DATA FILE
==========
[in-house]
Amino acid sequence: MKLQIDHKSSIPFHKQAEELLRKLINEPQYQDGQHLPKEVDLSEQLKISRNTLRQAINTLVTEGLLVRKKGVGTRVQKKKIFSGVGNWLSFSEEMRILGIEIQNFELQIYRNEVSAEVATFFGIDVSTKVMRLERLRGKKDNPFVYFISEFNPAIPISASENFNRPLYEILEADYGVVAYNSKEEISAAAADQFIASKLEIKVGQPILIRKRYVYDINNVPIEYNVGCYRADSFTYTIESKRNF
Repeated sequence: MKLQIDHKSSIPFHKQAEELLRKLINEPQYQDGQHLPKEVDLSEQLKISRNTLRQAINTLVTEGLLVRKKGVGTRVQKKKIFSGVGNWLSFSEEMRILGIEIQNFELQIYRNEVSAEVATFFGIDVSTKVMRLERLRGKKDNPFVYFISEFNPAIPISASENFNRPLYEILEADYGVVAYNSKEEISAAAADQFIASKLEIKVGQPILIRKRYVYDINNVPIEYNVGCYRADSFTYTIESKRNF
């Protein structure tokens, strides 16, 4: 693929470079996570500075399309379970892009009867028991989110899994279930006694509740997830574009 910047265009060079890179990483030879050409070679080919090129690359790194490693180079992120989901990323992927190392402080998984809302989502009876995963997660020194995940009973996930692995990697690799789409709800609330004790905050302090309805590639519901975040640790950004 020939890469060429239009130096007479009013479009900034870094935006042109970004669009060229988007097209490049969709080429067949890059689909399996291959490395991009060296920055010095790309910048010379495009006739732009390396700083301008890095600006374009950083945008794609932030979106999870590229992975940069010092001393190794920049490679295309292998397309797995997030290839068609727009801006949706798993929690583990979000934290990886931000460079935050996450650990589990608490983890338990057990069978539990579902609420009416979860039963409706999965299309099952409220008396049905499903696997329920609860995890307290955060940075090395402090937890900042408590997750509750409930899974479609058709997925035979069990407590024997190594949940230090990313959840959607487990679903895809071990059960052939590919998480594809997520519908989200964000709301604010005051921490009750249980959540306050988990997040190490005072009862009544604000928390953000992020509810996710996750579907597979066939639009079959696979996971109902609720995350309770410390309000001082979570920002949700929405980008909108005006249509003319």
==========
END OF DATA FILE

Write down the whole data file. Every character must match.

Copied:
[in-house]
Amino acid sequence: MKLQIDHKSSIPFHKQAEELLRKLINEPQYQDGQHLPKEVDLSEQLKISRNTLRQAINTLVTEGLLVRKKGVGTRVQKKKIFSGVGNWLSFSEEMRILGIEIQNFELQIYRNEVSAEVATFFGIDVSTKVMRLERLRGKKDNPFVYFISEFNPAIPISASENFNRPLYEILEADYGVVAYNSKEEISAAAADQFIASKLEIKVGQPILIRKRYVYDINNVPIEYNVGCYRADSFTYTIESKRNF
Repeated sequence: MKLQIDHKSSIPFHKQAEELLRKLINEPQYQDGQHLPKEVDLSEQLKISRNTLRQAINTLVTEGLLVRKKGVGTRVQKKKIFSGVGNWLSFSEEMRILGIEIQNFELQIYRNEVSAEVATFFGIDVSTKVMRLERLRGKKDNPFVYFISEFNPAIPISASENFNRPLYEILEADYGVVAYNSKEEISAAAADQFIASKLEIKVGQPILIRKRYVYDINNVPIEYNVGCYRADSFTYTIESKRNF
């Protein structure tokens, strides 16, 4: 693929470079996570500075399309379970892009009867028991989110899994279930006694509740997830574009 910047265009060079890179990483030879050409070679080919090129690359790194490693180079992120989901990323992927190392402080998984809302989502009876995963997660020194995940009973996930692995990697690799789409709800609330004790905050302090309805590639519901975040640790950004 020939890469060429239009130096007479009013479009900034870094935006042109970004669009060229988007097209490049969709080429067949890059689909399996291959490395991009060296920055010095790309910048010379495009006739732009390396700083301008890095600006374009950083945008794609932030979106999870590229992975940069010092001393190794920049490679295309292998397309797995997030290839068609727009801006949706798993929690583990979000934290990886931000460079935050996450650990589990608490983890338990057990069978539990579902609420009416979860039963409706999965299309099952409220008396049905499903696997329920609860995890307290955060940075090395402090937890900042408590997750509750409930899974479609058709997925035979069990407590024997190594949940230090990313959840959607487990679903895809071990059960052939590919998480594809997520519908989200964000709301604010005051921490009750249980959540306050988990997040190490005072009862009544604000928390953000992020509810996710996750579907597979066939639009079959696979996971109902609720995350309770410390309000001082979570920002949700929405980008909108005006249509003319």